That's composition, not inheritance - and yes, with composition you can essentially emulate inheritance. And if the class implements the interface of the encapsulated object, then things start looking like some kind of a decorator pattern.
Except you wouldn't be having any implementation code in
IBird. An interface should be purely abstract. Making a
New instance of what's supposed to be an interface, makes the class no longer be an interface: now it's just another class exposing a default interface that any other class can implement, and the
I prefix becomes rather confusing:
Set pBird = New IBird
It's rather weird that the client code now needs to wonder whether they want that bird to chirp
FromInterface - these are very "meta" identifiers that make things not work like inheritance.
If we had a
Crow : Bird where
Bird had this implementation for
public virtual string Chirp() => "Chirp!";
Crow had this:
public override string Chirp() => "Craaaw!";
Then which method is invoked depends on what the runtime type is - this should feel pretty obvious:
IBird bird1 = new Bird();
bird1.Chirp(); // "Chirp!"
IBird bird2 = new Crow();
bird2.Chirp(); // "Craaaw!"
However picture a method that receives an
public void DoSomething(IBird bird)
bird is a
Bird, it prints "Chirp!"; if
bird is a
Crow, it prints "Craaaw!": the method that gets to run, is the most derived override, which isn't necessarily defined on the most derived type.
Inheritance would allow a
GiantCrow : Crow to inherit the
Chirp method from
Crow and not necessarily override it. And that is what you can't simulate with VBA classes: you are forced to write the equivalent of...
public override string Chirp() => base.Chirp();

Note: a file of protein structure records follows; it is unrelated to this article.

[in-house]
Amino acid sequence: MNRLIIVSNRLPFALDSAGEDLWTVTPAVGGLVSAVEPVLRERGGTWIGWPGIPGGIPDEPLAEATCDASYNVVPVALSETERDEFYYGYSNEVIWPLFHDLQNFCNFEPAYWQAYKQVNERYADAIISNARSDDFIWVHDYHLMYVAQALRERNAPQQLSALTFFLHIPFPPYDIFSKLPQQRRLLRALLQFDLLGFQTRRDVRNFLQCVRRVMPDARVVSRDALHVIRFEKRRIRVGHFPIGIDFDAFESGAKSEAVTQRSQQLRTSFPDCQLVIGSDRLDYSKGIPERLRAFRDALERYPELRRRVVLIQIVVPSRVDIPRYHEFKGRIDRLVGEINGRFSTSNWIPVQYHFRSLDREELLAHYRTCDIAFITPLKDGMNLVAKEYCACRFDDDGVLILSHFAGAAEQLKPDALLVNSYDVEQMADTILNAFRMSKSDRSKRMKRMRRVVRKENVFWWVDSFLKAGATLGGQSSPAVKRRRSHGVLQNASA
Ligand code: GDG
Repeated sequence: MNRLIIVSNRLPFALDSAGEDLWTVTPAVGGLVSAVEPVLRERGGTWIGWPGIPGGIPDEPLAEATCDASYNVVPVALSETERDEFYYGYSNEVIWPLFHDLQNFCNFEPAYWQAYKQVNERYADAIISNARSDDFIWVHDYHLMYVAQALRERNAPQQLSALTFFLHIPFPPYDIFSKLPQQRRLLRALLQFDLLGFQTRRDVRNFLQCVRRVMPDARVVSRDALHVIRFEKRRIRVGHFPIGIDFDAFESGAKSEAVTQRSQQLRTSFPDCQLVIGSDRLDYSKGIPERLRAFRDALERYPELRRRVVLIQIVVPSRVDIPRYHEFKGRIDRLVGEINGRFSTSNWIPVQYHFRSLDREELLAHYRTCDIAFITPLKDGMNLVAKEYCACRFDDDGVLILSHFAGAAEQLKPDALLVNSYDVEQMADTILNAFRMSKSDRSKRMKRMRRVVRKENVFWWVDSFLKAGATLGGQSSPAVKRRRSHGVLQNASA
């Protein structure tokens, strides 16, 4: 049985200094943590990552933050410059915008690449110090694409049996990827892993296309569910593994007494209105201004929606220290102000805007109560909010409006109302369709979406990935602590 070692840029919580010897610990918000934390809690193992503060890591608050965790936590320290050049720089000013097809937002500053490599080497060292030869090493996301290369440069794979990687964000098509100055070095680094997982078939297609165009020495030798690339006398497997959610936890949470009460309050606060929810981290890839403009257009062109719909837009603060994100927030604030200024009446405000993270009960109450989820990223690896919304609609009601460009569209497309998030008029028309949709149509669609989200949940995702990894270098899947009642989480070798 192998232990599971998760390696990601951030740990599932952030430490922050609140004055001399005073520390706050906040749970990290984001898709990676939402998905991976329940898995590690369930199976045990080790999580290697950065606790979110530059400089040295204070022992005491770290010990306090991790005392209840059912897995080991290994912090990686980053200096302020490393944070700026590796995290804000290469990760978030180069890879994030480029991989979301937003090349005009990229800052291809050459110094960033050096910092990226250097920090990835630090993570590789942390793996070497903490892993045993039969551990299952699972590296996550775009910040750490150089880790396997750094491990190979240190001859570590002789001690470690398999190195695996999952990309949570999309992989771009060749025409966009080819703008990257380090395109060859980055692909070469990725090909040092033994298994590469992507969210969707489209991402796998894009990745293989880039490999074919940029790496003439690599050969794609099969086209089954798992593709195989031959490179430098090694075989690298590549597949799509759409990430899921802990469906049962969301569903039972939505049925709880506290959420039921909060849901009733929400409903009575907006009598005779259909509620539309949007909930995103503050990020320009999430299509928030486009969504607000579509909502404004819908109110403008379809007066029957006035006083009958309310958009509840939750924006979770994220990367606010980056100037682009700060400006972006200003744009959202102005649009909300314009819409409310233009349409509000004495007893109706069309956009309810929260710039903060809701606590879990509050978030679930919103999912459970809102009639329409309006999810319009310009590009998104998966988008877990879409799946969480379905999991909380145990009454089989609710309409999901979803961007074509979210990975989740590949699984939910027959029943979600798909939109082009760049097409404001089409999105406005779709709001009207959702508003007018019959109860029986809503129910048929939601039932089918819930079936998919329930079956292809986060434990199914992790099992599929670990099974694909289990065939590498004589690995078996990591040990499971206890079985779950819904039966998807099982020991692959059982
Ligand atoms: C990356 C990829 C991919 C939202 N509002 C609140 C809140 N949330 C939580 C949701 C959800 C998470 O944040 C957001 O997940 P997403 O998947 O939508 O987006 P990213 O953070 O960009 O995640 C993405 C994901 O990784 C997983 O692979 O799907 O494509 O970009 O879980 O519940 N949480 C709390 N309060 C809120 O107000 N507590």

...which is technically redundant, and gets very repetitive if you have to do it every time just to get the "base" members visible on your default interface.
Instead of inheriting base members, we actually wrap calls to the encapsulated object. The decorator pattern does exactly that, and gives you a non-intrusive way of extending a VBA class or interface.
A decorator implements the interface it's extending, and encapsulates a private instance of that type. So basically with a decorator the "crow inheritance hierarchy" setup looks like this:
Dim bird As IBird
Set bird = Crow.Create(New BaseBird)
A perhaps more suitable decorator pattern example might be:
Dim repository As IRepository
Set repository = LoggingRepository.Create(BirdRepository.Create(connectionString), New DebugLogger)
BirdRepository is responsible for abstracting the database operations relating to some
Birds table (
IRepository), and where
LoggingRepository is a decorator that also implements
IRepository, but also wraps an
IRepository instance (in this case a
BirdRepository) to add its own functionality - something that might look like this:
Private loggerInternal As ILogger
Private wrappedInternal As IRepository
Public Function Create(ByVal internal As IRepository, ByVal logger As ILogger) As IRepository
Dim result As LoggingRepository
Set result.Wrapped = internal
Set result.Log = logger
Set Create = result
Public Property Get Wrapped() As IRepository
Set Wrapped = wrappedInternal
Public Property Set Wrapped(ByVal value As IRepository)
If Not wrappedInternal Is Nothing Then Err.Raise 5, TypeName(Me), "Instance is already initialized."
Set wrappedInternal = value
Public Property Get Log() As ILogger
Set Log = loggerInternal
Public Property Set Log(ByVal value As ILogger)
If Not loggerInternal Is Nothing Then Err.Raise 5, TypeName(Me), "Instance is already initialized."
Set loggerInternal = value
Private Function IRepository_SelectAll() As Object
Log.Info "Starting IRepository.SelectAll"
Dim t As Double
t = Timer
Set IRepository_SelectAll = wrappedInternal.SelectAll
Log.Info "IRepository.SelectAll completed in " & Timer - t & " seconds."
Private Sub IRepository_Delete(ByVal id As Long)
Log.Info "Starting IRepository.Delete(" & id & ")"
Dim t As Double
t = Timer
Log.Info "IRepository.Delete completed in " & Timer - t & " seconds."
Private Sub IRepository_Save(ByVal entity As Object)
A method that is given a
IRepository object cannot (and absolutely should not) know whether it's given a plain
LoggingRepository wrapping a
BirdRepository, or a
FakeRepository that encapsulates a
Collection instead of access to a database table - and this polymorphism is the entire point.
It's one way to extend a type without using inheritance, that VBA can absolutely leverage without bastardizing the pattern too much. But it's not inheritance.